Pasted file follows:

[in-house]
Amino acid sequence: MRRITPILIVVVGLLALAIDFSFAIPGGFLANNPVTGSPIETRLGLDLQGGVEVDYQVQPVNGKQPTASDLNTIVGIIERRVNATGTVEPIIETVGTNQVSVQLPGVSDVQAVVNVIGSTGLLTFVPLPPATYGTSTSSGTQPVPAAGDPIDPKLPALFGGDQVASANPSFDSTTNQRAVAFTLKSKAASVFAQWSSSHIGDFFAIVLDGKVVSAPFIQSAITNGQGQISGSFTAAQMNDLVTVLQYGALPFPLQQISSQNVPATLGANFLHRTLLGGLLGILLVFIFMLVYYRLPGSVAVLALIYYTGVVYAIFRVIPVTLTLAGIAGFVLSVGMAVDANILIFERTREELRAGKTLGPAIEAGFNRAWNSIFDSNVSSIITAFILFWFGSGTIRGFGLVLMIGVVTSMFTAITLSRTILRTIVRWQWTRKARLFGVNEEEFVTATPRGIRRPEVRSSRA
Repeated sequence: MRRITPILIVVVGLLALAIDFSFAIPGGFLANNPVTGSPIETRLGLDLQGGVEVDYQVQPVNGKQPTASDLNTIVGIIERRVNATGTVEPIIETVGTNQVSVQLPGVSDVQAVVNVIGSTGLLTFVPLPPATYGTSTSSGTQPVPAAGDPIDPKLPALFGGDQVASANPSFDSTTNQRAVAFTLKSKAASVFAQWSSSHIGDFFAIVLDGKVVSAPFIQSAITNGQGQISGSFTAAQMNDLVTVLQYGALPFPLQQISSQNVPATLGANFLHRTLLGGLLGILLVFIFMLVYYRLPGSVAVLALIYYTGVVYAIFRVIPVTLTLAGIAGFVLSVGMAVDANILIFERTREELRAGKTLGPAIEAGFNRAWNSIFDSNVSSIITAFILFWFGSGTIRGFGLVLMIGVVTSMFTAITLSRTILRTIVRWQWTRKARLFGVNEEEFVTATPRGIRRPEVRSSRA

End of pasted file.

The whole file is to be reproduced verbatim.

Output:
[in-house]
Amino acid sequence: MRRITPILIVVVGLLALAIDFSFAIPGGFLANNPVTGSPIETRLGLDLQGGVEVDYQVQPVNGKQPTASDLNTIVGIIERRVNATGTVEPIIETVGTNQVSVQLPGVSDVQAVVNVIGSTGLLTFVPLPPATYGTSTSSGTQPVPAAGDPIDPKLPALFGGDQVASANPSFDSTTNQRAVAFTLKSKAASVFAQWSSSHIGDFFAIVLDGKVVSAPFIQSAITNGQGQISGSFTAAQMNDLVTVLQYGALPFPLQQISSQNVPATLGANFLHRTLLGGLLGILLVFIFMLVYYRLPGSVAVLALIYYTGVVYAIFRVIPVTLTLAGIAGFVLSVGMAVDANILIFERTREELRAGKTLGPAIEAGFNRAWNSIFDSNVSSIITAFILFWFGSGTIRGFGLVLMIGVVTSMFTAITLSRTILRTIVRWQWTRKARLFGVNEEEFVTATPRGIRRPEVRSSRA
Repeated sequence: MRRITPILIVVVGLLALAIDFSFAIPGGFLANNPVTGSPIETRLGLDLQGGVEVDYQVQPVNGKQPTASDLNTIVGIIERRVNATGTVEPIIETVGTNQVSVQLPGVSDVQAVVNVIGSTGLLTFVPLPPATYGTSTSSGTQPVPAAGDPIDPKLPALFGGDQVASANPSFDSTTNQRAVAFTLKSKAASVFAQWSSSHIGDFFAIVLDGKVVSAPFIQSAITNGQGQISGSFTAAQMNDLVTVLQYGALPFPLQQISSQNVPATLGANFLHRTLLGGLLGILLVFIFMLVYYRLPGSVAVLALIYYTGVVYAIFRVIPVTLTLAGIAGFVLSVGMAVDANILIFERTREELRAGKTLGPAIEAGFNRAWNSIFDSNVSSIITAFILFWFGSGTIRGFGLVLMIGVVTSMFTAITLSRTILRTIVRWQWTRKARLFGVNEEEFVTATPRGIRRPEVRSSRA